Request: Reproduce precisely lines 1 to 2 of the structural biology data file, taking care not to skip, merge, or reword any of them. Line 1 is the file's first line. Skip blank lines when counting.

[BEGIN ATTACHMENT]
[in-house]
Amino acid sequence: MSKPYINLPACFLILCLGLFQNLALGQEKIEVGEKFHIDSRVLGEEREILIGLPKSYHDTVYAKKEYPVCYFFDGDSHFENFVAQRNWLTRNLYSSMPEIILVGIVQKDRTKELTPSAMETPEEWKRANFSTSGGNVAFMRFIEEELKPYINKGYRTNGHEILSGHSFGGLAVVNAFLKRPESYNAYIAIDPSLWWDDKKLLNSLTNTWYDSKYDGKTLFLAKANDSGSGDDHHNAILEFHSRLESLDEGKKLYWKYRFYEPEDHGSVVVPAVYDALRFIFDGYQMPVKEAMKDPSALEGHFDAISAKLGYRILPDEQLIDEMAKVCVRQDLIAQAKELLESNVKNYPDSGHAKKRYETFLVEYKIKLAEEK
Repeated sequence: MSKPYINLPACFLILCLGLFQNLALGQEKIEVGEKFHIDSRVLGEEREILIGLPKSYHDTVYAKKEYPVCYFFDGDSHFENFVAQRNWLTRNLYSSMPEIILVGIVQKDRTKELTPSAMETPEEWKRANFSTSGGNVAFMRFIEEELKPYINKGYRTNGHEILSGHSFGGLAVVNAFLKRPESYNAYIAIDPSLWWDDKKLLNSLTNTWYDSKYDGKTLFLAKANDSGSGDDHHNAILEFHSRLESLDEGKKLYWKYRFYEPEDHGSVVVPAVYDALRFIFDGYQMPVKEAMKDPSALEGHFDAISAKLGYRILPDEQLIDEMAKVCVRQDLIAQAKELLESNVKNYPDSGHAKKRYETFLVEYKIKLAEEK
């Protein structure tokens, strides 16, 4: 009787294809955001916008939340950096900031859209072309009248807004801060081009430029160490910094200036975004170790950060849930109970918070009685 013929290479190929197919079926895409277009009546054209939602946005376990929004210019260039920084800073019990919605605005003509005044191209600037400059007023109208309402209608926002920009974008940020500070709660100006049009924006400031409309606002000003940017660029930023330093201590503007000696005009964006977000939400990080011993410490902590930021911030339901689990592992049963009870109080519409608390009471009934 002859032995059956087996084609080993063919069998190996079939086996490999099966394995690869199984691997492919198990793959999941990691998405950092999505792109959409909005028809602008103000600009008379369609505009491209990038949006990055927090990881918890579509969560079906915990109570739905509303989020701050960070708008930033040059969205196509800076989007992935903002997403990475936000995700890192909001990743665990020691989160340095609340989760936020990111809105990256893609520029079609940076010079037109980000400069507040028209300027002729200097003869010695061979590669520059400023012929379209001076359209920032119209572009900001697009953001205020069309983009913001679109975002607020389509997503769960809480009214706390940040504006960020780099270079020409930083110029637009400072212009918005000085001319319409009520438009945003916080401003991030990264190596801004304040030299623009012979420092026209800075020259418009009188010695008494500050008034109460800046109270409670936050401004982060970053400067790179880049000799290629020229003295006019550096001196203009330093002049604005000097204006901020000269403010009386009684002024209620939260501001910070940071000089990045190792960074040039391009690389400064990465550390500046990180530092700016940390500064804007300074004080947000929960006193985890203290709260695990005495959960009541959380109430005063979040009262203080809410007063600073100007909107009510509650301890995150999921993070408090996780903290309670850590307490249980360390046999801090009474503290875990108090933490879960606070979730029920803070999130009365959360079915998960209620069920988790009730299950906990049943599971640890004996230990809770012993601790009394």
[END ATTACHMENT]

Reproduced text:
[in-house]
Amino acid sequence: MSKPYINLPACFLILCLGLFQNLALGQEKIEVGEKFHIDSRVLGEEREILIGLPKSYHDTVYAKKEYPVCYFFDGDSHFENFVAQRNWLTRNLYSSMPEIILVGIVQKDRTKELTPSAMETPEEWKRANFSTSGGNVAFMRFIEEELKPYINKGYRTNGHEILSGHSFGGLAVVNAFLKRPESYNAYIAIDPSLWWDDKKLLNSLTNTWYDSKYDGKTLFLAKANDSGSGDDHHNAILEFHSRLESLDEGKKLYWKYRFYEPEDHGSVVVPAVYDALRFIFDGYQMPVKEAMKDPSALEGHFDAISAKLGYRILPDEQLIDEMAKVCVRQDLIAQAKELLESNVKNYPDSGHAKKRYETFLVEYKIKLAEEK